Re: NSD API security

On Fri, Sep 20, 2013 at 1:18 AM, Giuseppe Pascale <> wrote:
> On Thu, Sep 19, 2013 at 11:00 AM, FABLET Youenn
> <> wrote:
>>In case the WG is not aware, implementation of the NSD API was discussed on various browser engine mailing lists ([1], [2], [3]).
>>Interesting feedback related to security issues was brought up.

>> Second, a granted local service is exposed to receiving and processing any
>> kind of data from a given web page.
>> Local services are often weak in terms of security (not regularly patched
>> for instance, [4]).
>> This may enable new hacking possibilities through tweaked HTTP requests
>> (XML/SOAP payloads or arbitrary data e.g.).
>> Solving both kinds of issues through a single user permission UI was
>> perceived as too complex and error-prone.
> This issue was raised already 2 years ago when this spec was presented
> to the DAP group for the first time, and I actually tend to agree with
> those concerns. I suspect we need to consider "dropping" the "support
> for legacy devices" requirement, at list when this API is used in a
> normal web browser, i.e. in absence of a security model that can
> guarantee that the API is not abused.

I tend to agree with the concerns and your conclusion here, Giuseppe.

> What we could consider is to provide a way for services to "opt-in"
> for being exposed to web apps.
> Opting-in would mean that only devices/services designed and
> implemented with this use case in mind will be exposed.

That seems like the most reasonable proposal.

>>I do not know much about the possibilities on hacking through tweaked HTTP requests.
>>This potential threat, especially for legacy devices, weakens the idea of whitelisting granted local services.
>>Also, getting access to a discovered local service can already be done using existing approaches:
>> -          packaged web applications/extensions may get permissions to do
>> cross-origin requests
>> -          CORS may be implemented in future local network services
> The whitelisting was defined in order to support legacy devices. If
> people believe that supporting legacy devices (in normal conditions)
> is too risky anyway, we can probably drop the whitelisting feature and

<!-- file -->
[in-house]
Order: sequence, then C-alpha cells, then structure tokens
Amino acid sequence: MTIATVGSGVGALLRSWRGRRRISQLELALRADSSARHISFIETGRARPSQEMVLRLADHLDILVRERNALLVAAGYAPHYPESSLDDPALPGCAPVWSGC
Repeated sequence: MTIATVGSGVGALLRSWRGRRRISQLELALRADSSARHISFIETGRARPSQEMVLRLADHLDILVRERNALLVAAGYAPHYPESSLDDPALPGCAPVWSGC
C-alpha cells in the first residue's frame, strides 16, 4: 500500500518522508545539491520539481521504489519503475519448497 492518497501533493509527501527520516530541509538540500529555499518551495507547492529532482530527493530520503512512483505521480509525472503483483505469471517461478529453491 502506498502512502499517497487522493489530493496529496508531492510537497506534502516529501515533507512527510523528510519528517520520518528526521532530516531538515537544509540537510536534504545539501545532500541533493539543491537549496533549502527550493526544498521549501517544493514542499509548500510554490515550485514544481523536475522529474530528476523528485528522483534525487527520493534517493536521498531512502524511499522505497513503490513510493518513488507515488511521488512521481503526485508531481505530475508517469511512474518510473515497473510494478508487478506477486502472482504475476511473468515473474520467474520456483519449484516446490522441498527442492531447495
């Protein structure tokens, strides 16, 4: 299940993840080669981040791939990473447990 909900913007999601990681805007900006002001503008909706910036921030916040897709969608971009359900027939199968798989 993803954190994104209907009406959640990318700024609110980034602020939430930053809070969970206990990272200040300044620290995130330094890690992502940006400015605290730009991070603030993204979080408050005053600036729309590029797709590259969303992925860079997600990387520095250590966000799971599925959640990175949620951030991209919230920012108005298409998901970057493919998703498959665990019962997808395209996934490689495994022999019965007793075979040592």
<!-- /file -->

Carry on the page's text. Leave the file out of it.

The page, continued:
> go for CORS. In other words, if you need to change your service in
> order to opt-in for being exposed, you can also change it to support

FWIW, I've raised the idea of a CORS-only solution a couple of times
here previously [5] [6] (and we've discussed informally as a group on
other occasions also) but we had not yet formulated a full practical

So there are a number of directions we could take this in:

1. Focus the specification around a CORS-only solution. CORS is an
accepted mechanism to allow cross-origin communication on the web and
could work well in the local network environment also. The problem
with adopting a CORS-only approach is we have zero devices currently
ready to step in to this brave new world with us. A specification that
allows you to connect with precisely zero network services will not be

2. Support whitelisting of specific local network services in the user
agent, at the user's request to enable communication with those
services. Even if we went with a CORS-only approach (see (1.) above),
this could be a practical fallback to support existing/legacy network
services. This would provide non-CORS-enabled services with the same
privileges as CORS-enabled services from the user agent without the
service itself needing to support CORS implicitly (as also proposed in
the current NSD API specification).

3. We could support blacklisting of local network services in the user